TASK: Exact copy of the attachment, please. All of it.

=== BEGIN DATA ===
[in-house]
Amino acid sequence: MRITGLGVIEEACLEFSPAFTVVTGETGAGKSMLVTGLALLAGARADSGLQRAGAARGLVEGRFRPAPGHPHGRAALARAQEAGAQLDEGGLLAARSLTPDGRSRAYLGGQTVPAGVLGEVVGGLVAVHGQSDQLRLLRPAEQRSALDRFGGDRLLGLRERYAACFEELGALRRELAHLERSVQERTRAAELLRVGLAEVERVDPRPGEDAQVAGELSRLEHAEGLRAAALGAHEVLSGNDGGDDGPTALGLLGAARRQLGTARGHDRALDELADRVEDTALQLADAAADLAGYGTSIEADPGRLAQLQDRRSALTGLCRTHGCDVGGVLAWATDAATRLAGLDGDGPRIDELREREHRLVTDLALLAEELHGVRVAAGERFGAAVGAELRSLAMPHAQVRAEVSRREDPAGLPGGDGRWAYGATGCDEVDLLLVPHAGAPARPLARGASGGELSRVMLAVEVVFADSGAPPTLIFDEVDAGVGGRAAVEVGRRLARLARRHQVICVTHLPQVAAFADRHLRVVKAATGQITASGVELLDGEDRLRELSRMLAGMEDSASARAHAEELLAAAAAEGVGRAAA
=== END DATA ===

[in-house]
Amino acid sequence: MRITGLGVIEEACLEFSPAFTVVTGETGAGKSMLVTGLALLAGARADSGLQRAGAARGLVEGRFRPAPGHPHGRAALARAQEAGAQLDEGGLLAARSLTPDGRSRAYLGGQTVPAGVLGEVVGGLVAVHGQSDQLRLLRPAEQRSALDRFGGDRLLGLRERYAACFEELGALRRELAHLERSVQERTRAAELLRVGLAEVERVDPRPGEDAQVAGELSRLEHAEGLRAAALGAHEVLSGNDGGDDGPTALGLLGAARRQLGTARGHDRALDELADRVEDTALQLADAAADLAGYGTSIEADPGRLAQLQDRRSALTGLCRTHGCDVGGVLAWATDAATRLAGLDGDGPRIDELREREHRLVTDLALLAEELHGVRVAAGERFGAAVGAELRSLAMPHAQVRAEVSRREDPAGLPGGDGRWAYGATGCDEVDLLLVPHAGAPARPLARGASGGELSRVMLAVEVVFADSGAPPTLIFDEVDAGVGGRAAVEVGRRLARLARRHQVICVTHLPQVAAFADRHLRVVKAATGQITASGVELLDGEDRLRELSRMLAGMEDSASARAHAEELLAAAAAEGVGRAAA